5. Devlin Waugh: Swimming in Blood written by John Smith and drawn by Sean Philips
Deliberately created as a new breed of (anti-)hero for 2000AD, Devlin Waugh is an urbane, exorcist priest employed by the future Vatican, and described as a cross between Noel Coward and Charles Bronson.  Despite this surreal character description, he works exceptionally well, and is refreshingly different.  This horror comic was not particularly complex, but nonetheless well written and beautifully drawn.

6. Daredevil: The Main Without Fear written by Frank Miller and drawn by John Romita Jnr.
Frank Miller’s retelling of Daredevil’s formative years is one of the best origin stories to date (closely followed by Batman: Year One, also by Frank Miller), as well as quite possibly one of the most tragic and heroic as well.  Everything we know of Daredevil is here (his costume, Elektra, King Pin, etc), yet all are presented in a fresh perspective that provides greater depth on the character of Matt Murdock/Daredevil.  If only the Daredevil film had even close to this!

7. Hellblazer: All His Engines, written by Mike Carey and drawn by Leonardo Manco
Hellblazer’s working-class anti-hero John Constantine was initially created by Alan Moore during his tenure on Swamp Thing, and proved so popular that John Constantine gained his own title.  First written by Jamie Delano, it was probably Garth Ennis’s run that saw John Constantine truly come to life.  The appeal of John Constantine is that despite all of his magical abilities, his smooth talking is John’s greatest weapon.  Mike Carey’s All His Engines graphic novel is the quintessential Hellblazer story, with demons, cons, backstabbing, and John being a git.

8. Mage: The Hero Discovered, by Matt Wagner
The first in a trilogy, The Hero Discovered is Matt Wagner’s homage to Carl Jung’s hero-myth.  In The Hero Discovered, a cynical Kevin Matchstick discovers he is a Hero: the Pendragon Reborn.  Despite the simple artwork, the story is tightly written and deliciously powerful, which is littered with Jungian archetypes and references to Arthurian legend.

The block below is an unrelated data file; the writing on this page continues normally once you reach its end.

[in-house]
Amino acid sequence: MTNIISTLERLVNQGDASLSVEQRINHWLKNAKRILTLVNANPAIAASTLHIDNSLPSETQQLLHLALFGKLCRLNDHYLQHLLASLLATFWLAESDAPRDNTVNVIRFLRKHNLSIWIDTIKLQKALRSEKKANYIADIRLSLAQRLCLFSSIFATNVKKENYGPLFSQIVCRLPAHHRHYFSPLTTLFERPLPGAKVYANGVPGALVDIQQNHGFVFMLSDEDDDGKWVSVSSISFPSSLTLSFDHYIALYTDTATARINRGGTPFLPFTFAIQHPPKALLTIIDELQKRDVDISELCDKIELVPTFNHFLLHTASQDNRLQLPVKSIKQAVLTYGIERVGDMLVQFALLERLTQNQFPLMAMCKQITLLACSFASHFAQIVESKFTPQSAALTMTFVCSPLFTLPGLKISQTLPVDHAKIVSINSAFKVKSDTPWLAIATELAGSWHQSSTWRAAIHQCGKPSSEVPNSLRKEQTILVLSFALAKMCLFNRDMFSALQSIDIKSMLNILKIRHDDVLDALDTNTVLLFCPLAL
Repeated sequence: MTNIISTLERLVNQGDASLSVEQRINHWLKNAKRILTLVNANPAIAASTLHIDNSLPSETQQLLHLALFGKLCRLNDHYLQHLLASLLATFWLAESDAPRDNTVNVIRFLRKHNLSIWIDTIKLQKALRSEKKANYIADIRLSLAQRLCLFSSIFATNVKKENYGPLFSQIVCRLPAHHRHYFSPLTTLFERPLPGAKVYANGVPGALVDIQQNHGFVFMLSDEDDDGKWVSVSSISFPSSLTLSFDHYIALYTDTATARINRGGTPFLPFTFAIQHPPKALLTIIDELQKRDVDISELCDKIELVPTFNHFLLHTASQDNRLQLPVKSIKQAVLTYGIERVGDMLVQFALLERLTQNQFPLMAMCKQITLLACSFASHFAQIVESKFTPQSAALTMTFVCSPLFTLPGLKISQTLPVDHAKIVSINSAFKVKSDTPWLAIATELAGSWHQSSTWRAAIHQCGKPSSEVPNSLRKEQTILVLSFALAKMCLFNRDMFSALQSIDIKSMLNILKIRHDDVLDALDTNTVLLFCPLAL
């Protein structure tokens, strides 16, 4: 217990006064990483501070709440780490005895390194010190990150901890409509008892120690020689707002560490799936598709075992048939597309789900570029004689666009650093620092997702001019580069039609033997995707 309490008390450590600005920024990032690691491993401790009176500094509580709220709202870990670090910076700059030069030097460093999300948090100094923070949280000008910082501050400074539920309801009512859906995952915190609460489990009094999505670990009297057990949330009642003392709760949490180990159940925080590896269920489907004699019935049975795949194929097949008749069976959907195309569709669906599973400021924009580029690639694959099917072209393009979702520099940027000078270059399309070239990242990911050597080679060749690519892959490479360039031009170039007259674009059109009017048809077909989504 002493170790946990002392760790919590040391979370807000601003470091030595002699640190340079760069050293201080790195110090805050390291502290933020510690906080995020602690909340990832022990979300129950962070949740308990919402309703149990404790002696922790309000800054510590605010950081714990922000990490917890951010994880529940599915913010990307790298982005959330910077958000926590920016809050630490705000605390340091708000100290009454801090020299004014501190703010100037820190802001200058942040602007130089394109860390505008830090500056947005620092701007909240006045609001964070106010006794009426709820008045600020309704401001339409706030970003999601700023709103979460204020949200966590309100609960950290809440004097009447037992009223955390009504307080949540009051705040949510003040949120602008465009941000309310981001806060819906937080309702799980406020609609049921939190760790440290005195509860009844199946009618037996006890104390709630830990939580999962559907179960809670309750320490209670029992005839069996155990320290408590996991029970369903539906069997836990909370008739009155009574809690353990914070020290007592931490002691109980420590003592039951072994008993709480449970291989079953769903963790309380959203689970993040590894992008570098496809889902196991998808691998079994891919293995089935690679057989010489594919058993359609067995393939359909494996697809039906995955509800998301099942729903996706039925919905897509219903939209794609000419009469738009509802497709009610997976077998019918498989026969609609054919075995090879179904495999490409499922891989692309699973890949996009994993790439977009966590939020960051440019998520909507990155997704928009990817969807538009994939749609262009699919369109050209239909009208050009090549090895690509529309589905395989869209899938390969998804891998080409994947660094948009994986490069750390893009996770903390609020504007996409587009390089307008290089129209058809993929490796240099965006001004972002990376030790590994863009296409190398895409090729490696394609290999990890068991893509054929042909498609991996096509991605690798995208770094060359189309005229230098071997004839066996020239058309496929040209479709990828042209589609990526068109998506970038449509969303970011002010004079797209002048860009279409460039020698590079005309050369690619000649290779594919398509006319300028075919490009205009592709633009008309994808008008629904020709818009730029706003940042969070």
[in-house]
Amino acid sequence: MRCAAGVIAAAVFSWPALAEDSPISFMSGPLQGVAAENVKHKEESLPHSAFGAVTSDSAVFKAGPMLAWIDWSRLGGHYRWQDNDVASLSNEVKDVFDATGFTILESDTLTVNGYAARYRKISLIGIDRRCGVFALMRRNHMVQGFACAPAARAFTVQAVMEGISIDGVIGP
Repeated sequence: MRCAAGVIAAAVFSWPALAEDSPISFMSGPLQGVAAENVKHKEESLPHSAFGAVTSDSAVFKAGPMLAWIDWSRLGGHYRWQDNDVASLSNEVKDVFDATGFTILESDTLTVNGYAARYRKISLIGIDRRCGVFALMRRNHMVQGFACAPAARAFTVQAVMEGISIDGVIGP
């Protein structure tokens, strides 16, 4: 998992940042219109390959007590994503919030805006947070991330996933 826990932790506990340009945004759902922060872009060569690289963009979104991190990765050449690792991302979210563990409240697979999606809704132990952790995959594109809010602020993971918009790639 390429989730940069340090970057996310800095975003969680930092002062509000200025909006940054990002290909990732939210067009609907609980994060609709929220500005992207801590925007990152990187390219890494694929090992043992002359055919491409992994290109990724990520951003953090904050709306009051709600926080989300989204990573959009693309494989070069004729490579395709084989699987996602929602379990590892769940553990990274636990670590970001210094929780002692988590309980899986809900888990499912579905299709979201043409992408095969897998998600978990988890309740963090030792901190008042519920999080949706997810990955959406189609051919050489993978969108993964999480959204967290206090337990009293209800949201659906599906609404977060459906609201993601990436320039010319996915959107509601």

9. Batman: The Long Halloween written by Jeph Loeb and drawn by Tim Sale
Numerous iterations have seen Batman presented as everything from a camp sixties TV series to noir action-thrillers, but in all of these Batman has always been a detective.  This is not more so than in Jeph Loeb’s The Long Halloween, which follows Frank Miller’s amazing Year One storyline (rivaling his work in Daredevil: Man Without Fear).  The thirteen-part story follows Batman’s hunt for the mysterious Holiday killer, and unlike other detective stories, Holiday’s identity is never definitively answered.

10. Nomad, written by Fabian Nicieza and drawn (mainly) by Pat Olliffe
Whilst Darkhawk was my initial introduction to comics; it was Nomad that appealed to me the most at that time.  The premise of Jack Monroe, a failed super-soldier, exploring his country for the American Dream still appeals to me to this day. Unlike other super hero comics at that time, Nomad was refreshingly different in that it approached stories with a more realistic approach, and explored real word issues (such as AIDS and the LA riots).  Despite its cancellation, I would love to see Jack Monroe’s return in a modern retelling of Nomad.

Honourable mentions that did not make the list include Y: The Last Man, Ex Machina, V For Vendetta, From Hell, League of Extraordinary Gentleman, Watchmen, Global Frequence, XKCD, Death: The High Cost of Living, Sin City, and Preacher.

About Miranda Yardley

I'm Miranda. Bite me.